For instance, actor Ben Affleck has a nonprofit that works in the East Congo to rebuild the coffee industry, which has been decimated by conflict. He receives funding from USAID, the Howard G. Buffet Foundation, and others; the farmers he works with eventually will export their crops to Starbucks. This is an example of governments, nonprofits, and business all working together.
It’s clear that global problems will not be solved by government and philanthropy alone. Business needs to play a part.
I expect to see more such collaborations. But if students are going to understand how those relationships work, they will need to do more than simply go to Kenya for a week. They will need to have courses that help them deeply understand the massive activities of business and how these activities have massive impact.
We need to recover the missing focus on people. The language of business is very mechanical. We maximize, we optimize, we try to understand what levers to pull when we want to motivate people.
That leaves me with a lot of questions. Where is the focus on the human being, on the community, on the common good? What do we lose when we view humans through the lens of business language, when we reduce them to assets and liabilities, opportunities and threats, revenues and costs, investments and returns?
It troubles me that business sees people as means to an end, and not as the end itself. And I think business educators must ask themselves if they have, by omission or commission, played a role in that particular framing.
Finally, we need to empower our students. When I was a new dean in 1997, I invited a dean from a prestigious school to come to Notre Dame and talk about how Mendoza could improve its program. He told us that his school succeeded because it helped its students improve their earnings curve. It had no other focus.
His statement bothered me for three reasons. First, it was simply wrong. A profession exists to provide a specialized service to society. When its members care only about their own rewards, they risk doing more harm than good. Second, it was unwise. It was guaranteed to create a generation of people who would eat their young and throw everyone else under the bus. Third, it showed that he had very low expectations of students, because he assumed they had no values.
I contrast his words with the work of Mary Gentile, who created the “Giving Voice to Values” program. This program assumes that students already have values and just need help expressing them in the workplace. But it also assumes that educators have a responsibility in helping students act on their values—and that such actions are beneficial to society.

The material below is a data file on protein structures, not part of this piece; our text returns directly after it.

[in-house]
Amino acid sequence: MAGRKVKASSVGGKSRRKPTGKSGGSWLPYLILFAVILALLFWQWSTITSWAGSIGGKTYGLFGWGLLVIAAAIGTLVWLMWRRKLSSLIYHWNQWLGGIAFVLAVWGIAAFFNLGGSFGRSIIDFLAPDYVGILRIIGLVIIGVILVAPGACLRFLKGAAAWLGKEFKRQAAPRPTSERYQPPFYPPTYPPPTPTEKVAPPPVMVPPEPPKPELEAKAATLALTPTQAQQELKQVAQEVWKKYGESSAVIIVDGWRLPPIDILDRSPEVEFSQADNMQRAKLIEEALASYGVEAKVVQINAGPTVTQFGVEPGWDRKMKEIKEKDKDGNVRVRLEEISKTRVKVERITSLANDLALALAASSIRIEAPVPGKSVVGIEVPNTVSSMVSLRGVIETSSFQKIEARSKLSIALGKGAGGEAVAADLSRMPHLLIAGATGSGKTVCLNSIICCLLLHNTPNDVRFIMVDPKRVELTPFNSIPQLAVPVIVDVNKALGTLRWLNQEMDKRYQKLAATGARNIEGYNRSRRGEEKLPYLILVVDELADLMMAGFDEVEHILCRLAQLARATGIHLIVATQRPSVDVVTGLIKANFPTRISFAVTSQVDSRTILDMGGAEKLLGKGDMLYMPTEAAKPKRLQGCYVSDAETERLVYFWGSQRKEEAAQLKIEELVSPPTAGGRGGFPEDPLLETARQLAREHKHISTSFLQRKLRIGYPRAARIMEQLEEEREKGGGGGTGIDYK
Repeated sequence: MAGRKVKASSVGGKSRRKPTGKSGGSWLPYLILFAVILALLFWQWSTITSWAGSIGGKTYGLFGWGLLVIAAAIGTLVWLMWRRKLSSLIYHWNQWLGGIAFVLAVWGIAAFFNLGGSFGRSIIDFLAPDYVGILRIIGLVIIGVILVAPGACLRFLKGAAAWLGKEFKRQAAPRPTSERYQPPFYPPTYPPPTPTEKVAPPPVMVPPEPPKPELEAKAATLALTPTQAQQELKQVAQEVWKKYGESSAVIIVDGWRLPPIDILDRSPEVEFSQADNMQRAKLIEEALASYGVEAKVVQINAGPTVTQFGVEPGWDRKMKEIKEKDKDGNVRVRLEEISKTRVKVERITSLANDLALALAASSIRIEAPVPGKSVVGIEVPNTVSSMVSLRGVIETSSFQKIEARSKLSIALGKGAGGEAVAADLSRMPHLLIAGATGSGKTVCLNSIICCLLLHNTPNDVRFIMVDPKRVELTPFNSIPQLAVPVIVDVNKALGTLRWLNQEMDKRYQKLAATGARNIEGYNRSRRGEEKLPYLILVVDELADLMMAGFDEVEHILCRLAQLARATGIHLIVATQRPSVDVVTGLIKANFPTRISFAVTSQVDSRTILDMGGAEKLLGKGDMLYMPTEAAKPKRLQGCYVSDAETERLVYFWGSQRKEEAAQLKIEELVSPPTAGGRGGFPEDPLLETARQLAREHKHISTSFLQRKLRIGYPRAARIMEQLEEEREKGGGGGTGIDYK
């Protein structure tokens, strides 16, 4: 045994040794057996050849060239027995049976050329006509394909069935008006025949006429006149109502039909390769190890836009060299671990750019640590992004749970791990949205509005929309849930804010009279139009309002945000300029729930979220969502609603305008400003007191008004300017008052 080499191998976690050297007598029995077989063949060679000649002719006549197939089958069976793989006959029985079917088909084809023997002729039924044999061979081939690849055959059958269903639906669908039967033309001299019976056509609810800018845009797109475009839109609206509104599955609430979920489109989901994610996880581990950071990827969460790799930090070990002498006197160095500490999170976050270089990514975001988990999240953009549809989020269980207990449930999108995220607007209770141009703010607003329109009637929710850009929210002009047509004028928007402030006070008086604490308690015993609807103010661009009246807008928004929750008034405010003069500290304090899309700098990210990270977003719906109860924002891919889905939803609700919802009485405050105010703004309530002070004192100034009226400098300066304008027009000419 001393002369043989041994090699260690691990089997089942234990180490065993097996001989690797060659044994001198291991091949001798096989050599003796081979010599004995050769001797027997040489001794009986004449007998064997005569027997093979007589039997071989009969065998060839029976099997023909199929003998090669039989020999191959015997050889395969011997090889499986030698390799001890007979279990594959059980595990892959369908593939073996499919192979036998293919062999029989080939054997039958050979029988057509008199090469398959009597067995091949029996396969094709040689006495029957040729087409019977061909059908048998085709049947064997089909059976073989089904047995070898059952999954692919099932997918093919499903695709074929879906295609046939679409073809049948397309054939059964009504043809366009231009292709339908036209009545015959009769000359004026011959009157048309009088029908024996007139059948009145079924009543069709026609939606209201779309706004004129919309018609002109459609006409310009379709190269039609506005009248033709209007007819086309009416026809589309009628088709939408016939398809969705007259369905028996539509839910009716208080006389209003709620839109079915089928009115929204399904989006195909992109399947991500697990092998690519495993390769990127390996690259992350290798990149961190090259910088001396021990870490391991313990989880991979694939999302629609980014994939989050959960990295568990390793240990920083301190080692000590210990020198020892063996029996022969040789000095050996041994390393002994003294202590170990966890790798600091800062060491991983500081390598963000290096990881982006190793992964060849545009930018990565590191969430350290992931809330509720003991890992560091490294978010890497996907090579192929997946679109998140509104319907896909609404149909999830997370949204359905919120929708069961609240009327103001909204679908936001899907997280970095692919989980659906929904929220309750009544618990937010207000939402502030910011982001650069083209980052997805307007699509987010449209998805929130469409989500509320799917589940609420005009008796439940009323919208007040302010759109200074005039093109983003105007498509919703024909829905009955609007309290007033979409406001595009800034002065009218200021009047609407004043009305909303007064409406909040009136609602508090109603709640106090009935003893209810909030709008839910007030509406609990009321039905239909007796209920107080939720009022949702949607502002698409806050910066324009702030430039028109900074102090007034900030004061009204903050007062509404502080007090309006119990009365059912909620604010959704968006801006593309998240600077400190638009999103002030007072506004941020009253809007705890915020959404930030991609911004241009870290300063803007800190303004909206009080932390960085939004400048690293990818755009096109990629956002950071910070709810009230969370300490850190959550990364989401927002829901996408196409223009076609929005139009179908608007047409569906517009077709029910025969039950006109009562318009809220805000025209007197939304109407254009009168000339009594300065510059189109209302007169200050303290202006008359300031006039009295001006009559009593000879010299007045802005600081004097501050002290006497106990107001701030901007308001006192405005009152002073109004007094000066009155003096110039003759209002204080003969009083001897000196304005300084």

I believe our current approach to business education disempowers our students. We encourage them to believe that their complete worth is defined by their success, which is narrowly delimited by money and position. We encourage them to become so focused on winning that they don’t even stop competing when it comes to human relationships. And we encourage them to leave their emotions at the door. We don’t help them access their deepest passions, which are the very things that will help them choose their professions, set their boundaries, and make enduring commitments. We don’t help our students honor their goodness. We say, “We don’t know what to do with your goodness.”
I know that deans have very difficult jobs. But they shouldn’t forget the noble purpose of this profession. They must help students see the big picture, understand what business is capable of, recover a focus on people, and uncover their own values and passions.
I don’t think this is an impossible agenda. I think it will allow us to promote the legitimacy of our profession. I think it will help us turn the perception of business from one of a necessary evil to a necessary good.
Carolyn Woo is president and CEO of Catholic Relief Services, which provides aid to people in more than 100 countries. She spent 40 years in business education, the last 15 as dean of the Mendoza College of Business at the University of Notre Dame in Indiana. In April, she delivered a plenary speech at AACSB’s International Conference and Annual Meeting (ICAM). The above text is based on that speech.